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  • Horton Johnny - Take Me Like I Am – Gonna Shake This Shack Tonight (CD)


    Upea kokoelma Johnny Hortonilta. Tässä ei niitä klassikkoja, vaan hieman harvinaisempia biisejä!! A fabulous addition to Bear Family’s ’Gonna Shake This Shack Tonight’ series of boppin’ hillbilly music! Includes a previously unissued rockin’ version of ’Candy Jones’, plus rarities and obscurities available only on Bear Family boxes! Country fans will love it! Rockabilly fans will love it! — A great new addition to your collection – Johnny Horton / ’Gonna Shake This Shack Tonight’ gathers together the Singing Fisherman’s best early hillbilly bop and proto-rockabilly numbers. You won’t find ’Battle Of New Orleans’, ’Honky Tonk Man’ or the same old hits on this collection. Instead, you’ll discover obscure yet wonderful numbers like ’Tennessee Jive’, ’The Train With A Rhumba Beat’, ’First Train Headin’ South’, and other gems from the vaults. Even if you have a Johnny Horton CD or two, this one offers a playlist not found on any other of his single CD collection. Essential for Horton fans! Just plain essential!

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  • Tall Tom & Ginny Wright - Are You Mine (CD)


    The story of Tom Tall and Ginny Wright is inextricably bound up with one of the music business’s larger-than-life characters: Fabor Robison. In addition to Tom and Ginny, he also discovered Johnny Horton, Jim Reeves, the DeCastro Sisters, Mitchell Torok, the Browns, Bonnie Guitar, and Ned Miller. That would be enough talent for any label, but Fabor managed to alienate them all (in fact, it’s rumoured that Jim Reeves wanted to shoot him).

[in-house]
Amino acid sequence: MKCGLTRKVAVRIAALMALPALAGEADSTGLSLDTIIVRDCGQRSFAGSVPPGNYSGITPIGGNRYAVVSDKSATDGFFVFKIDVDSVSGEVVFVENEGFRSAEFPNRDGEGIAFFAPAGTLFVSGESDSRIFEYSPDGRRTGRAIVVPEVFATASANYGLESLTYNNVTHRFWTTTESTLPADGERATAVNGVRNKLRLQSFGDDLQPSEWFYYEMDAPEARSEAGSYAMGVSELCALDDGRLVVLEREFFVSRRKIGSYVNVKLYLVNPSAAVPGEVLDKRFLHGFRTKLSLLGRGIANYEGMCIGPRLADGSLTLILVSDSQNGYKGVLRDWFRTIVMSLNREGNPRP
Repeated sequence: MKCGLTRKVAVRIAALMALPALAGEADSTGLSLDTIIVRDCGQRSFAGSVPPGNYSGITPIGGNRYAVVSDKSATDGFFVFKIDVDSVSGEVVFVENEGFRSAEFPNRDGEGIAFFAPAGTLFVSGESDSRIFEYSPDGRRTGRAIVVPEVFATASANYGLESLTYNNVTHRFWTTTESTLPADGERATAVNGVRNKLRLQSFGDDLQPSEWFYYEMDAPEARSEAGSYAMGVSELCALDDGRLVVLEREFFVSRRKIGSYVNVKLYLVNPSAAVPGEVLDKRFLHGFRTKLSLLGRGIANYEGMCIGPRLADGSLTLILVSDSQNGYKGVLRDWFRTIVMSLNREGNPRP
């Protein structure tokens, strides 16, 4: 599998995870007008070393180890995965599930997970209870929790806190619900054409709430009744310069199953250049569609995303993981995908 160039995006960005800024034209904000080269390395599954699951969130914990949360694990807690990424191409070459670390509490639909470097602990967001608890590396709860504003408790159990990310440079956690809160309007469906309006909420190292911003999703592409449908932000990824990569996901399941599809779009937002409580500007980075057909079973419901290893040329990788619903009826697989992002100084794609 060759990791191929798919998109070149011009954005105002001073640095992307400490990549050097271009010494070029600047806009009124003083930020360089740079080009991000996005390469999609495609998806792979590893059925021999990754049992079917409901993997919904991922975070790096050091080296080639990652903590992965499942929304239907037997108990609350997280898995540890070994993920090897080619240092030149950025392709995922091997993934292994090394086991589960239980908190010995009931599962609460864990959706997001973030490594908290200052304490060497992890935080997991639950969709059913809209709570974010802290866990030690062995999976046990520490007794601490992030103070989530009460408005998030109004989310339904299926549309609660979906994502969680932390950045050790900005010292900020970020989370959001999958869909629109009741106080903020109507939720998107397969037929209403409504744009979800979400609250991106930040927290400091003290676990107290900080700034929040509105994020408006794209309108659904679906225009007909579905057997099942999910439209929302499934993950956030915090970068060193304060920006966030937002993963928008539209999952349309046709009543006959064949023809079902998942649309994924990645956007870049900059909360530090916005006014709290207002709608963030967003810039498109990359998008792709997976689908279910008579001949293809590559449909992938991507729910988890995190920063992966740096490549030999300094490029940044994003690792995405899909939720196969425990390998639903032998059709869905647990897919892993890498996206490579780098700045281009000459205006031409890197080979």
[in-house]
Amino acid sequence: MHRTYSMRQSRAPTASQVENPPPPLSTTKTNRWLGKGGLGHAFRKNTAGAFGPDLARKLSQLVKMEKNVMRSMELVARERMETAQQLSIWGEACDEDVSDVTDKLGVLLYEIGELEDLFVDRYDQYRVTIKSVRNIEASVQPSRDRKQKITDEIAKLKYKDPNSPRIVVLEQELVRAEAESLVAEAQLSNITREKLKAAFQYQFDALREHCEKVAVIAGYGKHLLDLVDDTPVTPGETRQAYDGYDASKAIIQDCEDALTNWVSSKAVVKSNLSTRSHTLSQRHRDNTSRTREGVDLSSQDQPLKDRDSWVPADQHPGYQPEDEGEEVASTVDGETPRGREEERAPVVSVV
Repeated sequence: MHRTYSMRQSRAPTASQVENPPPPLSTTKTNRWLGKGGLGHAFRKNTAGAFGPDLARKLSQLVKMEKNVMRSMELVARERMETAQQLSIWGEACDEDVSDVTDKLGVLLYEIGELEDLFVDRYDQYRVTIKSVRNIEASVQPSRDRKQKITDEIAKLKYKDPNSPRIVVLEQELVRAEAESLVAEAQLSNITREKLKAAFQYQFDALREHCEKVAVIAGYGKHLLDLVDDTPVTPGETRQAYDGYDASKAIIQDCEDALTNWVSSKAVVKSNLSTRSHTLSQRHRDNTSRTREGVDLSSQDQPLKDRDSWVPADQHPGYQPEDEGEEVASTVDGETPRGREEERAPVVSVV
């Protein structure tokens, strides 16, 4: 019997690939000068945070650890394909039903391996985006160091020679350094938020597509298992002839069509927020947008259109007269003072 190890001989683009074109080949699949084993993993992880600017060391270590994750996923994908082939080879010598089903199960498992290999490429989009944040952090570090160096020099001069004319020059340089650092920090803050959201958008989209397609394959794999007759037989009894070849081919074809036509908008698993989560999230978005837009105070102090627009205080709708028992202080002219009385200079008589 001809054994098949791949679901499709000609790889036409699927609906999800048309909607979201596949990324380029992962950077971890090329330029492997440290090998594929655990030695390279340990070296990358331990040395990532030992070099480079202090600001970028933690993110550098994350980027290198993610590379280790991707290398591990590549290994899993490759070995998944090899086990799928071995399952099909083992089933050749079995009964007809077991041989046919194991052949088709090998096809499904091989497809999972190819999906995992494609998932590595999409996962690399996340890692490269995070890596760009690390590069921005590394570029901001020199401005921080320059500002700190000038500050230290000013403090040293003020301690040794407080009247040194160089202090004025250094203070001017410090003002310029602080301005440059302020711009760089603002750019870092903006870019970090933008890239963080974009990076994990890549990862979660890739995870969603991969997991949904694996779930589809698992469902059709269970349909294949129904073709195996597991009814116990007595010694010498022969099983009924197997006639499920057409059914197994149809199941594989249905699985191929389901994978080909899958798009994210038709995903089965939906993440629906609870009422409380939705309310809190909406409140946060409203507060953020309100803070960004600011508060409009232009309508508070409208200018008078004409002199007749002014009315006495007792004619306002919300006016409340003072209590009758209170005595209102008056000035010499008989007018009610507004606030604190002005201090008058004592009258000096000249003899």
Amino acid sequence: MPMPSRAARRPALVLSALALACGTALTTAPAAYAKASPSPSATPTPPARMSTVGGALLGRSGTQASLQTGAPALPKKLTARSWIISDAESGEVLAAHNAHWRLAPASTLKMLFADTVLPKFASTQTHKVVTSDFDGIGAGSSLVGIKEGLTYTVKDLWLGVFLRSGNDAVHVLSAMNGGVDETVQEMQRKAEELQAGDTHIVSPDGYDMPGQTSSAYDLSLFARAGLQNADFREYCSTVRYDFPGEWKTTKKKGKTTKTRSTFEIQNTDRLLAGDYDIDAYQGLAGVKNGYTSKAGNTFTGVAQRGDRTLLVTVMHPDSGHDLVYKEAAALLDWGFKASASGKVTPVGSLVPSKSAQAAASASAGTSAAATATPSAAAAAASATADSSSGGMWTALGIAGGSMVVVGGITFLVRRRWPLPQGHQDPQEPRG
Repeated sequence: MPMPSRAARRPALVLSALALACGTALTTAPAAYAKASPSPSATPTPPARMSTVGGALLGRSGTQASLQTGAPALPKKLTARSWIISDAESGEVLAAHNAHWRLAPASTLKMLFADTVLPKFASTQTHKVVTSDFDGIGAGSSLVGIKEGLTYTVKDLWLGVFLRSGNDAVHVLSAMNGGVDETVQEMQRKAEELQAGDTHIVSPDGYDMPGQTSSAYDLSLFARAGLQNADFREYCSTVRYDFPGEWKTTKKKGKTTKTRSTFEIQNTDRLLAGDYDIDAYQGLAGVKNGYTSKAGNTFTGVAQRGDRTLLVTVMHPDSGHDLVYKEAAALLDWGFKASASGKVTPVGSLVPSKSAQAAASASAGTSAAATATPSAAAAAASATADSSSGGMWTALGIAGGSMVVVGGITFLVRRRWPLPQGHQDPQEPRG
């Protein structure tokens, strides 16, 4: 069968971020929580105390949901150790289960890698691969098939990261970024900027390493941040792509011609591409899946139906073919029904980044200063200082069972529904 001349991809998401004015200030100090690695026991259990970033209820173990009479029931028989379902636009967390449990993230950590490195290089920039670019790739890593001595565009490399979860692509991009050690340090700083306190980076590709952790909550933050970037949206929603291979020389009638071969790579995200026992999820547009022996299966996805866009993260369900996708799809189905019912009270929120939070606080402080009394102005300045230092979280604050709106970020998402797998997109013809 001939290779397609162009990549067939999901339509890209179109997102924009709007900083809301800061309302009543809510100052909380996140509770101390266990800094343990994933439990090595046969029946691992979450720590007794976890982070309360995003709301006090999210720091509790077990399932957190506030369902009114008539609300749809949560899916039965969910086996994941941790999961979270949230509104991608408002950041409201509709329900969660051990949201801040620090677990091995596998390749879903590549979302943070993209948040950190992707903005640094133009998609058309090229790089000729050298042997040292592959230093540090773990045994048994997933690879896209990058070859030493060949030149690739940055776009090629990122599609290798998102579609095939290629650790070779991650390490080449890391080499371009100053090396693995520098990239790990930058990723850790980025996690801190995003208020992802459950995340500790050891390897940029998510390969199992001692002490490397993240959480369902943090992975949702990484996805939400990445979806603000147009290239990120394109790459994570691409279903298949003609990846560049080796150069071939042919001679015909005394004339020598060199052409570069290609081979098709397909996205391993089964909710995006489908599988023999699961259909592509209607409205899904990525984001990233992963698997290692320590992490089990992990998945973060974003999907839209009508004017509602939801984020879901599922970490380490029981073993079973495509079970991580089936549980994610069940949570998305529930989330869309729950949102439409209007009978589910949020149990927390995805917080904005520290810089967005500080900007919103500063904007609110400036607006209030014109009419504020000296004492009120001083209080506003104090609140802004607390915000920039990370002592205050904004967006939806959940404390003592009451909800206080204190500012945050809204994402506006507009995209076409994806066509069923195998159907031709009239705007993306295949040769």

Ginny Wright came to Fabor Records to cut a duet with Jim Reeves , and I Love You was a big country hit, peaking at #3 in 1953/4. In November 1954, Ginny recorded Are You Mine with Tom Tall, and it became a #2 country hit, and makes its first-ever appearance on CD here. But then, with the record high in the charts, Ginny just simply quit. She went back to Texas. Years later, she recorded again and even made some more records with Tom Tall, but mostly she cared for her family in Texas. In 2003, she reappeared briefly to become a Louisiana Hayride Hall of Fame inductee.

    Tom Tall (no, not Tom T. Hall, but Tom Tall) was also from Texas, although his family migrated to California when he was a kid, and that’s where he met Fabor Robison. For a couple of years in the early/mid 1950s, Tom

    looked like a contender. He made sharp west coast country music with a hint of rockabilly (like the classic Hot

    Rod Is Her Name), and appeared on all the top shows.’Ozark Jubilee,’ ’Town Hall Party,’ and ’The Grand Ole

    Opry,’ and even toured Texas with Elvis. He was a talent who just didn’t get the breaks. Later, after leaving

    Fabor, he befriended Eddie Cochran and hung around the Los Angeles music scene before moving to Las

    Vegas, where he is to this day.

    Now Bear Family tells the unique and fascinating story of Tom Tall and Ginny Wright with Fabor Robison pulling the strings in the background. Longtime fans will remember our Ginny Wright and Tom Tall LPs, and now they’re on CD with additional tracks and completely upgraded sound.  

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